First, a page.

In the following two blog posts, I’m going to write about creating EPIC content. Epic content, in my estimation, is content which gets shares and links without the need for paid acceleration.
First off, it’s all very well creating content for the sake of creating links, but getting yourself bogged down in infographics made just for the sake of throwing at webmasters isn’t the best way to go about a successful marketing strategy.
With some clients, it’s not easy to come up with content which will garner natural links. Singoffs and creating content based upon high-authority information can take months to achieve – and by then, you’ve probably missed the point where the content in question was going to be the most successful.
So lets think about everything BEFORE the content is conceived.
Step 1: Know the Limitations
One of my favourite office sayings is ‘blue sky thinking’ – just because it’s so wonderfully inane. Yes, we could probably do with some awesome interactive content for a particular client – but what’s the point in going through the conception process if you’re going to be stopped at the first hurdle?
For each client, know the limitations.
- Are there are any cost limitations?
- Are they using an external design/development/social agency which might slow things down a little?
- Does the client’s site have the capability to host this particular piece of content?
- Does the nature of the client’s industry only allow for well-informed, highly researched and consistently checked content?
Bearing all this in mind is the first thing which needs to be discussed during the initial content plan, and a big part of the content marketing strategy. I’ve personally been in situations where some awesome content was created, only to be told by the client that they couldn’t possibly host it thanks to their limited website or because an expert’s information was required in order for it to represent the brand appropriately.
Content which is supposed to go on a site blog and content which requires a new page build for it are very different, and can change the strategy entirely in some cases.
A page built simply for the purpose of hosting a new interactive tool or piece of informative content allows for much looser reign on what sort of things can be created. If it’s intended for a blog however, the tone may have to be more relaxed, images may need to be reduced and a certain level of brand authority may be diminished.
At this point, determine exactly where you want this content to go.
Step 2: Know your Goal
What’s the point of this content?
You’ll already know exactly what your client wants from you – it could be increased conversions, improved brand awareness, or simply an increase of domain authority.
If the content is designed to increase links to a client’s site, bear in mind:
- Is this content going to be something that webmasters and bloggers would actually want to have on their sites?
- Is the content relevant to the brand?
- Is the content going to run the risk of giving my client a penguin-based penalty?
The last point is of particular importance. It’s hard to come up with something shareable when your client is especially serious. An infographic about cats won’t be acceptable for a client which is focused on healthcare. But create a piece of interactive content about the anniversary of James Bond for them, and they might end up ranking for ‘James Bond anniversary’ rather than ‘healthcare’.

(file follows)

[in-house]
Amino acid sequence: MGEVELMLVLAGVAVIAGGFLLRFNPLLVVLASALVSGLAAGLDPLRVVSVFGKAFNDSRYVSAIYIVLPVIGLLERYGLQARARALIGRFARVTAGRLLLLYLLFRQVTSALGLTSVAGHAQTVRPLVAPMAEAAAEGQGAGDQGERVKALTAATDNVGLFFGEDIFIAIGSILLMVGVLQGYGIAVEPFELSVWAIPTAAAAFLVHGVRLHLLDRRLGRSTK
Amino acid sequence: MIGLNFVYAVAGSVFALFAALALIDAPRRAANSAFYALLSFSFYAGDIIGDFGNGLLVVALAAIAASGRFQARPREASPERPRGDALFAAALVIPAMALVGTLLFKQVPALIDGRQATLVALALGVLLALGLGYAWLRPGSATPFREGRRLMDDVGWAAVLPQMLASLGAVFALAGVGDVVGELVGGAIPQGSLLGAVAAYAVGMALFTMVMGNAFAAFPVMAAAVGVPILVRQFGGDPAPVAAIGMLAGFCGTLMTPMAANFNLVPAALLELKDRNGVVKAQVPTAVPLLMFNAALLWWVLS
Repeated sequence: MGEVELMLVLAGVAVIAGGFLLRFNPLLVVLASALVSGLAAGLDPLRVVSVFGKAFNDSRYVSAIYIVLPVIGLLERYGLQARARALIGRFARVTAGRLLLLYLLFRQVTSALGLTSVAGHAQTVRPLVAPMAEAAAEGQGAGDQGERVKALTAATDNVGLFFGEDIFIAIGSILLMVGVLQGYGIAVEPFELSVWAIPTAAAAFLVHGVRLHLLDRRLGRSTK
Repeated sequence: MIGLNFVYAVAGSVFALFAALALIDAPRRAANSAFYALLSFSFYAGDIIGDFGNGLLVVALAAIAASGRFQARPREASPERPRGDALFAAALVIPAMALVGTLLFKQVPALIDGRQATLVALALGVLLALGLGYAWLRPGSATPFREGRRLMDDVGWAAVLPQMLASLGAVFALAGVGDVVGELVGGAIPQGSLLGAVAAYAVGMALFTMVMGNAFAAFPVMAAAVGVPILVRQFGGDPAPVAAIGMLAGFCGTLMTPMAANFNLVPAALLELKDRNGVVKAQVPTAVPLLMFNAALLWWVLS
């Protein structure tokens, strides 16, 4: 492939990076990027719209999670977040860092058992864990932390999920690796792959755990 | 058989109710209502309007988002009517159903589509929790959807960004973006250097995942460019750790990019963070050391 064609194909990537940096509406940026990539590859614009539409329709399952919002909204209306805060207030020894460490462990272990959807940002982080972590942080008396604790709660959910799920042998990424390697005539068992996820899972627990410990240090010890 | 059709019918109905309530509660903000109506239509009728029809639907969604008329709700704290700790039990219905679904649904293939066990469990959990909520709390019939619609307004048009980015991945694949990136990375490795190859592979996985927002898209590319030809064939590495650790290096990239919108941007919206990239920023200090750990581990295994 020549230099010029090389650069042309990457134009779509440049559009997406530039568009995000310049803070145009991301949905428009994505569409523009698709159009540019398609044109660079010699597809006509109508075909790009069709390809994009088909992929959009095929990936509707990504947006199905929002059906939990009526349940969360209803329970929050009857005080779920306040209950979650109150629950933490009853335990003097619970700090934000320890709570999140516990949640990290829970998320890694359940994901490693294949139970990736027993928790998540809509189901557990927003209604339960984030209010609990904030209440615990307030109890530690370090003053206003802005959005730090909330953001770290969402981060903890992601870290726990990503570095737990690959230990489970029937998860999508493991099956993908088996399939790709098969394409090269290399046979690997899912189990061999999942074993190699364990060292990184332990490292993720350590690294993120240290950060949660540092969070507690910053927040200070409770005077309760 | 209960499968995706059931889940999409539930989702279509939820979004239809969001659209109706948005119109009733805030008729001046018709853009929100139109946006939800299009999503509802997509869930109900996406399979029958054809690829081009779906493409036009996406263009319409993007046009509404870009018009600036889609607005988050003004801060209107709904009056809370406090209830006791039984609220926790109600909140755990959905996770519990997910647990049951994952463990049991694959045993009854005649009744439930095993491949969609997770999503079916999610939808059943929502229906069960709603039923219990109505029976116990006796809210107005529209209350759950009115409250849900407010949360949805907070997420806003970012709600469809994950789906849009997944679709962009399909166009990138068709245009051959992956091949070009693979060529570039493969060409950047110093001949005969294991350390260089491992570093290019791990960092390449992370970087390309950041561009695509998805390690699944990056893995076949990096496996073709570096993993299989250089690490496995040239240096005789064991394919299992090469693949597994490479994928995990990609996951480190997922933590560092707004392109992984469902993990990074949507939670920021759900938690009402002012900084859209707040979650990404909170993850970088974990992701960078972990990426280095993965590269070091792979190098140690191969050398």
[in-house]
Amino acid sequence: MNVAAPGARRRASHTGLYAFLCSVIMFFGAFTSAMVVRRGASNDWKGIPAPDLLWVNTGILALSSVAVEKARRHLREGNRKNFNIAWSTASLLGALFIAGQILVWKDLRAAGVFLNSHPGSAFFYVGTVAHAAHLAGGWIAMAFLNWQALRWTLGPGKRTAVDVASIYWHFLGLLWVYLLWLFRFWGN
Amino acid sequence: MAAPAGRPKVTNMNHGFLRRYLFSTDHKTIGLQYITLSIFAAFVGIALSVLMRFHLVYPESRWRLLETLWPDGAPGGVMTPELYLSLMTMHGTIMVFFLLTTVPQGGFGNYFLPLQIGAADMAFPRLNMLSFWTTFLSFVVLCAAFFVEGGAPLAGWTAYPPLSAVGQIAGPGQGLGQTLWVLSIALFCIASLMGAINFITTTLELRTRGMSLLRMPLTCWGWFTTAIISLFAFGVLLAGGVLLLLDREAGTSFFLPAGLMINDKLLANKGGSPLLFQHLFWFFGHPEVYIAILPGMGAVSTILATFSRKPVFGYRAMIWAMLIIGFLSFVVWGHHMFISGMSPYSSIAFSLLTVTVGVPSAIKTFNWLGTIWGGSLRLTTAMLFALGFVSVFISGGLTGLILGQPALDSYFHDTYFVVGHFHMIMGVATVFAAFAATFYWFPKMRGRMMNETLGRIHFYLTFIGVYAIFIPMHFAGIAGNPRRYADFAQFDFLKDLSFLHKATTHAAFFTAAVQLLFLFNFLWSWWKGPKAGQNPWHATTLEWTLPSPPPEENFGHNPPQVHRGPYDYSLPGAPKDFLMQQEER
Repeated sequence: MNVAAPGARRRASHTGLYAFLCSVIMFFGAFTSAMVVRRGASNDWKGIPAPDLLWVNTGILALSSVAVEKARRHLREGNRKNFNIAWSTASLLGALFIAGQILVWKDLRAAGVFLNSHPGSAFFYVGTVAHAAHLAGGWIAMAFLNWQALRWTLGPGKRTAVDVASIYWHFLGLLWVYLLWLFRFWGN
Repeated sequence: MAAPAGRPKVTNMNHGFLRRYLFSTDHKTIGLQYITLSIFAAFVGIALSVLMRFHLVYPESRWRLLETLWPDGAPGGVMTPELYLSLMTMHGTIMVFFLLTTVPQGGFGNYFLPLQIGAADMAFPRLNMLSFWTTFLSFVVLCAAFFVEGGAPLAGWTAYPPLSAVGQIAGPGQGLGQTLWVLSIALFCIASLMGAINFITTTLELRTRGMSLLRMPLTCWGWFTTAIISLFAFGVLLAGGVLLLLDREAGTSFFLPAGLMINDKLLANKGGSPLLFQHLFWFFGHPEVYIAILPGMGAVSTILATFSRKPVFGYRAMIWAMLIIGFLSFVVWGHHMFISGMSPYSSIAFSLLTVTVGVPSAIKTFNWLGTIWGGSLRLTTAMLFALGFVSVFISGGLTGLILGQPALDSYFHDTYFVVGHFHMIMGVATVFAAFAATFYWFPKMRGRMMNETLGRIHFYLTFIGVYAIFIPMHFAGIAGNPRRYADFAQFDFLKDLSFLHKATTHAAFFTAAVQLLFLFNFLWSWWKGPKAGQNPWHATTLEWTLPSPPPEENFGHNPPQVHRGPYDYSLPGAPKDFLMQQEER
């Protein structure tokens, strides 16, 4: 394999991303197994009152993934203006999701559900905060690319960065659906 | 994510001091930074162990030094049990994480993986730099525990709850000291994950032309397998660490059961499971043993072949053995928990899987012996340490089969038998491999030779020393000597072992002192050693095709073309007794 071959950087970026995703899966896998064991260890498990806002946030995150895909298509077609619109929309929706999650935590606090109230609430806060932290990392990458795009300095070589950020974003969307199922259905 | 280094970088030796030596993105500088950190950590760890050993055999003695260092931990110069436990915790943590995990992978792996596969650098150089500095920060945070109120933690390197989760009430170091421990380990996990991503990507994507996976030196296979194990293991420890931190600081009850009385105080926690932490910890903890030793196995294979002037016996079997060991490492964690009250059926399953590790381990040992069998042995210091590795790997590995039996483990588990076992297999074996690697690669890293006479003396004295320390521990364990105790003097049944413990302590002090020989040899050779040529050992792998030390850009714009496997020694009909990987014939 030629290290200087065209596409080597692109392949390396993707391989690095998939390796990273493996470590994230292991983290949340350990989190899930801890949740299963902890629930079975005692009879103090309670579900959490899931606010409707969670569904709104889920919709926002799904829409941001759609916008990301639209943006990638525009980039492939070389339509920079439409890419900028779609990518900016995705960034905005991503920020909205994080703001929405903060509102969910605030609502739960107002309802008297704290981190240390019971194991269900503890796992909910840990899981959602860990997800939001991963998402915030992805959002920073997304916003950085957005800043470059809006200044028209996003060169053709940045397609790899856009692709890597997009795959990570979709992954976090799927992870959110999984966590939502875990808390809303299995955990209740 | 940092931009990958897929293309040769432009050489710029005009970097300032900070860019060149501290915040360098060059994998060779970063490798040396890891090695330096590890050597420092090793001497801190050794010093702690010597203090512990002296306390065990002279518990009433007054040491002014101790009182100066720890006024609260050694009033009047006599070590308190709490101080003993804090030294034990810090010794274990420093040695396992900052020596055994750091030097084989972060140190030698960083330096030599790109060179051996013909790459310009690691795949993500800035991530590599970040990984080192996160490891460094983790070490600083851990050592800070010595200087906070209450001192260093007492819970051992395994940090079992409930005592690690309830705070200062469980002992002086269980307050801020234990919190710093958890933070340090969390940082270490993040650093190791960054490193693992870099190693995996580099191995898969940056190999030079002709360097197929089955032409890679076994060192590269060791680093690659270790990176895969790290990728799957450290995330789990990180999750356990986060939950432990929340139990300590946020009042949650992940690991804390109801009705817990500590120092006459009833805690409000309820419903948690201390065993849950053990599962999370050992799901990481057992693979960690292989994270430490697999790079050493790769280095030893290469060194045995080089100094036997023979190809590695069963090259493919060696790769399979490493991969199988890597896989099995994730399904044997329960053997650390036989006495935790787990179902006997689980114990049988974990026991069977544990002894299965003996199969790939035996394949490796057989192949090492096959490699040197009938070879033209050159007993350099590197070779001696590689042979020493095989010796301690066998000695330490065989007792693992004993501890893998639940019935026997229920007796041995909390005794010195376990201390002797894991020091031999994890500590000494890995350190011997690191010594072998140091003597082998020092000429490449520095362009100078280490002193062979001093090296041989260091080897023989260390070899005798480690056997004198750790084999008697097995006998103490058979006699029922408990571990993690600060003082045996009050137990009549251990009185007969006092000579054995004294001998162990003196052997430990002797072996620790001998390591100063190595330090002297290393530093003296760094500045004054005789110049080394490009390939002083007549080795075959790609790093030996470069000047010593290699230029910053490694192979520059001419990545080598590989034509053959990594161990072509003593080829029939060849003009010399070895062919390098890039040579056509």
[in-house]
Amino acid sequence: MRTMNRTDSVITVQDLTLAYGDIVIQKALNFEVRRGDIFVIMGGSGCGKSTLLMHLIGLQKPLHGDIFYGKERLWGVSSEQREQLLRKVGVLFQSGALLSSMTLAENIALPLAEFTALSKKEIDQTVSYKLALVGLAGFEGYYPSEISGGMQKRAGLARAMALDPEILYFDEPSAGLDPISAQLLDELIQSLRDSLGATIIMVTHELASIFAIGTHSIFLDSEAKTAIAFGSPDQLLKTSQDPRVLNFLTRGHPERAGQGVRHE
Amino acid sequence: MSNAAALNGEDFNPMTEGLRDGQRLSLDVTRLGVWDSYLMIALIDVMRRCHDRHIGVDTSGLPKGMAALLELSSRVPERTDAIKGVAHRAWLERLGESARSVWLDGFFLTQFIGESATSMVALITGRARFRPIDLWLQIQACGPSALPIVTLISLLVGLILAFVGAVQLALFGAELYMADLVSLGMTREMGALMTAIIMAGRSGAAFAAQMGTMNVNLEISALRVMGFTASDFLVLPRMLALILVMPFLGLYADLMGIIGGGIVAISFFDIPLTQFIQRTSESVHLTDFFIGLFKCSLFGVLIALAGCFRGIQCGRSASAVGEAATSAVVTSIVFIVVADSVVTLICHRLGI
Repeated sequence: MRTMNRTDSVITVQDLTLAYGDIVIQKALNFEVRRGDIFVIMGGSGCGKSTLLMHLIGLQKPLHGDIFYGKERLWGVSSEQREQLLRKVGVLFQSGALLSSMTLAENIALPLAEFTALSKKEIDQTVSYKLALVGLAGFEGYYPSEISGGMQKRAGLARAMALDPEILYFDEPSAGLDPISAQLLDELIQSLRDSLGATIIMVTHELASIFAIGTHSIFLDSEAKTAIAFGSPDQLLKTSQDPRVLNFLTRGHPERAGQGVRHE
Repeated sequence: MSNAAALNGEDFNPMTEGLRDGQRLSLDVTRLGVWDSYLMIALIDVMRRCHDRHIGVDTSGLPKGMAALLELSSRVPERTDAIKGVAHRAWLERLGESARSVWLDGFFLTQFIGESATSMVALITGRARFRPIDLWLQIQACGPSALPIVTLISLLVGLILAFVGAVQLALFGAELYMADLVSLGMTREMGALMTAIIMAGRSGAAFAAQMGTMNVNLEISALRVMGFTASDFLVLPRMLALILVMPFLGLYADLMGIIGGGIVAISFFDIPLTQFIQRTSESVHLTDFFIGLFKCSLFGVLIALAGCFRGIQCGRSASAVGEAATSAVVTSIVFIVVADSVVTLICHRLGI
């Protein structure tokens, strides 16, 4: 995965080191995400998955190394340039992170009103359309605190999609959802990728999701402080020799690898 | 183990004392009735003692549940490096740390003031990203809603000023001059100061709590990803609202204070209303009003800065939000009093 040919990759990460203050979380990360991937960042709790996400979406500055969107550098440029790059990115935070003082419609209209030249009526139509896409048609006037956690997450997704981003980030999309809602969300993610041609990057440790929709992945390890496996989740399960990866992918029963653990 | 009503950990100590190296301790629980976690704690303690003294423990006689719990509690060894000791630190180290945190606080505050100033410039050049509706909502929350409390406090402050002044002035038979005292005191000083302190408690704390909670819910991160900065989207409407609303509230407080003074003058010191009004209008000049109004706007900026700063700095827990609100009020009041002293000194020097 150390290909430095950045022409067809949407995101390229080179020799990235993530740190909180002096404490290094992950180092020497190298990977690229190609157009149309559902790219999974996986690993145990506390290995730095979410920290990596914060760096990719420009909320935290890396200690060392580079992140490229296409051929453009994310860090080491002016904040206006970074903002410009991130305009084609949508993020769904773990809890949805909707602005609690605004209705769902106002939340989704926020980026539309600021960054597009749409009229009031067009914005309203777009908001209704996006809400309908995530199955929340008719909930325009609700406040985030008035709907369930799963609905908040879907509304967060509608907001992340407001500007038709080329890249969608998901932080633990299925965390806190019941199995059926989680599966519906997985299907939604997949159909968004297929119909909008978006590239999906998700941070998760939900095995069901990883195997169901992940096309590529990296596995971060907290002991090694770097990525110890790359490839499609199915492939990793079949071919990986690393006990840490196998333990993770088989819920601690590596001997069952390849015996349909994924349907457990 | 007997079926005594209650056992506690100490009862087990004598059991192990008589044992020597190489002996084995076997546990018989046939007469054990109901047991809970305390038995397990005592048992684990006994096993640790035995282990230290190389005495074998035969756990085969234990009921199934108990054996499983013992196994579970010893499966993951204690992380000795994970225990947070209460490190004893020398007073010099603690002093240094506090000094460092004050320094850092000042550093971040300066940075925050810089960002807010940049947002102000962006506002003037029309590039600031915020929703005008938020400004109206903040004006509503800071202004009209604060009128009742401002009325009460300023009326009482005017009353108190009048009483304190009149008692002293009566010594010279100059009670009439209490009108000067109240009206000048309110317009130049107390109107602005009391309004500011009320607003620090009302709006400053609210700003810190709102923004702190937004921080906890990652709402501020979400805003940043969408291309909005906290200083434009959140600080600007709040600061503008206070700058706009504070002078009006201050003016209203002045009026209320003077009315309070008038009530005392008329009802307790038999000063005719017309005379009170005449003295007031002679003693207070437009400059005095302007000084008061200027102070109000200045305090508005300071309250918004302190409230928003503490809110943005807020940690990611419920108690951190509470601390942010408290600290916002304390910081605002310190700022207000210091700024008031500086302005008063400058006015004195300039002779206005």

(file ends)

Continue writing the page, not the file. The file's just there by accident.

Outreach and sharing
It is absolutely imperative that whilst creating a piece of content, some serious thought goes into the outreach and the social media side of things.
Will this content be easily shared on Twitter or Facebook? Will it get likes, will people want to show it to their friends?
Will bloggers and webmasters want to reference it on their site?
Tapping into the human psyche
Content marketing is all about getting a reaction. It’s the reaction that makes people share it.
Take a look at content which has gone viral in the last year or so. What kind of
emotions do they create in the reader or viewer?
“Grumpy cat” – Cuteness/hilarity
“Harlem shake” – Confusion
“The cost of being Batman” – This is relevant to my interests
“Dogs reunited with owners” – Happiness
“The man your man could be” – Attraction
The long and short of it is, if you can create content which also creates an emotional reaction with the viewer, then it’s successful. Make me laugh with a video, and I’ll want to share it with my friends and make them laugh. Make a quiz which tells me whether or not I’m hated by the Daily Mail, and I’ll want to share my result with my friends and find out what their result will be.
Step 3: A Little Extra Research
Take a look a site visibility, the keywords the site in question is ranking highest for (I use SEMrush to do this) and maybe even the highest-converting PPC terms on the account. Are there some content opportunities there?
This is a bit of an overlap into the content ideas generation, but in any case it’s a great starting point to pinpoint exactly how to get piece of creative or content the highest possible visibility.
Quick keyword research (using competitior ranking keywords too, which again you can get from SEMrush) can help you identify which keywords are worth targeting, and whether it’s a better idea to go for a collection of longtail terms within a creative.
You’ll have already decided whether this particular piece of content is meant to target those on the end of the conversion funnel: if it is, the above list of keywords may be good to look into.
However, don’t underestimate the value of research-based queries – someone clicking through to your content when they don’t want to buy a vintage car may well remember your site when it comes to a time when they do want to do a bit of car shopping.
In the next post, we’ll cover the actual content creation.